Influential academics in Beijing fear he will turbocharge his attacks to generate support and distract from domestic problems, such as unemployment and the devastating coronavirus death toll that has highlighted Trump’s slow response to the pandemic.
“These guys are crazy. There’s nothing they won’t do to hurt China, to try to destroy China, even when it comes at a cost that previous administrations believed unacceptable to the U.S.,” said Jia Qingguo, a professor of international studies at Peking University who advises the Chinese government.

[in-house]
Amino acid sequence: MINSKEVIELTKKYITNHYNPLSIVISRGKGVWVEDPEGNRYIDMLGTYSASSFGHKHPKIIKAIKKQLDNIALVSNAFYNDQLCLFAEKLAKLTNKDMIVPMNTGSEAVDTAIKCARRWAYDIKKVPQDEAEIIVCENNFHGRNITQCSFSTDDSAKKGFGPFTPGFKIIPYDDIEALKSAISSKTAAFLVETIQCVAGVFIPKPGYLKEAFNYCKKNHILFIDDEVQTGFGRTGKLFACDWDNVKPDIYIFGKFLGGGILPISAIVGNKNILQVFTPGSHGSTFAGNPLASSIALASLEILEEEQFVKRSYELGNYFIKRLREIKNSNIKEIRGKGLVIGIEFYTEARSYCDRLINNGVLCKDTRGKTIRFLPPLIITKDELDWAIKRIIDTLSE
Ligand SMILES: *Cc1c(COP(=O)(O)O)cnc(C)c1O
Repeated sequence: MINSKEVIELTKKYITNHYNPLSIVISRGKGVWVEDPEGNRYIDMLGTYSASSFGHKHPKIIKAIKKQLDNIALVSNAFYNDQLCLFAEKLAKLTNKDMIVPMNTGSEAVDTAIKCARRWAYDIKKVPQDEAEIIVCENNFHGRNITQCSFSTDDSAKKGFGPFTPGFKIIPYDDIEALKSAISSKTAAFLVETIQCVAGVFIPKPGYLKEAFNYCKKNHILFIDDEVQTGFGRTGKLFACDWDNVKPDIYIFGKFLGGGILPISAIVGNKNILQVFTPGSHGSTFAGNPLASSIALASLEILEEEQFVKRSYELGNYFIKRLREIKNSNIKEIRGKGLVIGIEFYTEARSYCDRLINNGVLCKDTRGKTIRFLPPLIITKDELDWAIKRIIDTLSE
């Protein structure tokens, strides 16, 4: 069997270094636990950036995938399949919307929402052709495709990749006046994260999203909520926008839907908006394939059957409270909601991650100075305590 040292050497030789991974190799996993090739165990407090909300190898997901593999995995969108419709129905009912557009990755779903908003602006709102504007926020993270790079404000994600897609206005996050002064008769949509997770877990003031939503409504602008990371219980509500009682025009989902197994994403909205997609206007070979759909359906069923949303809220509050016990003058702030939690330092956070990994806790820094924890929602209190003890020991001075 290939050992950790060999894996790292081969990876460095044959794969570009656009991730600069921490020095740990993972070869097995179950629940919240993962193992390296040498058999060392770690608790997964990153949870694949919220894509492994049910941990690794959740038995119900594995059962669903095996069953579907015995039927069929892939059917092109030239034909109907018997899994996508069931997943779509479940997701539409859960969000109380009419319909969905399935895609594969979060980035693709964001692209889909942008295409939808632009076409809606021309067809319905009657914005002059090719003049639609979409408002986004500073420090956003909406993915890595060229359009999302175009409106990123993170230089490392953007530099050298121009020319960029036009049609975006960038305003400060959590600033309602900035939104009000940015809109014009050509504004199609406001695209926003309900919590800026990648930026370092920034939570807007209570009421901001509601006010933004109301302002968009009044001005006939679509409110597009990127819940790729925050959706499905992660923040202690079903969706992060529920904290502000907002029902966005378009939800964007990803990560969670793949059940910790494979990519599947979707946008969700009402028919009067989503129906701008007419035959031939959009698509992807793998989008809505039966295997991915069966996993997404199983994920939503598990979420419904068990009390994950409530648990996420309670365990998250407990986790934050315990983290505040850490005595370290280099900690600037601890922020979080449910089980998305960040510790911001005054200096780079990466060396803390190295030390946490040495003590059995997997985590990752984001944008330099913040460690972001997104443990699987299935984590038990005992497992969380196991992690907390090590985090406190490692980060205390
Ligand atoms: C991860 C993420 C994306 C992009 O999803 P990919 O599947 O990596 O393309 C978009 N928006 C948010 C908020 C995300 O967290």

“As the chances of him getting reelected diminish, we worry he will try to provoke a crisis with China.”
When Trump took office, many here thought that he was looking for a tweetable victory in his trade war with Beijing. Some quietly cheered him on, hoping that he might inject momentum into market-oriented reforms that Chinese leader Xi Jinping had promised but not delivered.